There’s been a lot of talk in the past year about defining and measuring influence across the social web. People that are more influential online are often perceived as more valuable from the perspective of being brand advocates and social persuaders. For the sake of simplicity, try and think of influence from how a large company might see it. Let’s say there are two individuals who are both equal in age, gender, and both fit the same general demographic. Individual A has a Twitter, Facebook, and LinkedIn account, but doesn’t use them frequently, doesn’t communicate directly amongst online social connections, and doesn’t express any significant topic of interest or expertise. Person B also has a Twitter, Facebook, and LinkedIn account, but is actively using them on a daily basis, communicates with a large network of people, is looked up to by friends and colleagues, and is considered very knowledgeable about particular topics of interest. Who do you think is more valuable to the large company? Who do you think would better serve as an ambassador of the company’s brand message from a value stand point?
Everyone that can be considered a customer or a potential customer should be acknowledged as far as customer service is concerned, but there’s no escaping the fact that certain individuals yield more influence online and thus should be sought after and communicated with using a different approach.
Startups such as Klout and PeerIndex have made if their mission to define and become the new standards of online influence. Both Klout and PeerIndex track a multitude of factors that they use to help in the process of determining a persons online influence. This may include the number of correspondences a person is having online, the size and quality of connections amongst an online social circle, and how far spread out a persons influence is. Both Klout and PeerIndex assign each individual a score that changes over time as they become more or less influential.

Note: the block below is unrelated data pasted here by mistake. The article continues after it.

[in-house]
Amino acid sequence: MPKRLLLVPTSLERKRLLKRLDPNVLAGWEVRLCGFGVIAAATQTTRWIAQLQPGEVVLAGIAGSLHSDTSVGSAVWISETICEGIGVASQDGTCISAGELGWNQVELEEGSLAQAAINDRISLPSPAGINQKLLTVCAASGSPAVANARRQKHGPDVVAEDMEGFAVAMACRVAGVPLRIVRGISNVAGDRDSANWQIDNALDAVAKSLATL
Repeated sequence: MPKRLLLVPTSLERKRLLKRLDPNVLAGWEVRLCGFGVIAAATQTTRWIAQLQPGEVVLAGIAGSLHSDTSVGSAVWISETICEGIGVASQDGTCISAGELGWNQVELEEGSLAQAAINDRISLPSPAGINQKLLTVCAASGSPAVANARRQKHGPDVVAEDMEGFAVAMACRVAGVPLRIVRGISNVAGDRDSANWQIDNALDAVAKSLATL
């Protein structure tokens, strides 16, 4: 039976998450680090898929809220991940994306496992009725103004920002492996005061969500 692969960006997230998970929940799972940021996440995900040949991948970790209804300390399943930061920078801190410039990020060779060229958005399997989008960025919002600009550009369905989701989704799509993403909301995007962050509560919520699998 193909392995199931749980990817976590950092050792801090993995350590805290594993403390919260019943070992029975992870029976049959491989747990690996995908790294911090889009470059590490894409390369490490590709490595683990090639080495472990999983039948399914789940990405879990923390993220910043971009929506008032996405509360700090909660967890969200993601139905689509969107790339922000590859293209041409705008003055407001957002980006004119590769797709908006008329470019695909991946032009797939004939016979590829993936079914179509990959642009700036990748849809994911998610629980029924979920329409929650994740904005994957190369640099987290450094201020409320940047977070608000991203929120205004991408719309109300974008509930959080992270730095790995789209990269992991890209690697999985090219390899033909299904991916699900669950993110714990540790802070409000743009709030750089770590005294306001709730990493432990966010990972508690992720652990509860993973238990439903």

What does it all mean?
It’s recommended to keep an eye on influence scores, but not obsess over them. Use the scores to your advantage when it comes time to reach out and find influential people around certain topics. Also regularly keep track of your own score and think about it as part of a bigger picture when it comes to developing a communications strategy.
Twitalyzer is another useful tool for Twitter analysis.
Tac Anderson recently wrote a helpful article on how to incorporate influence metrics such as Klout into the web browser.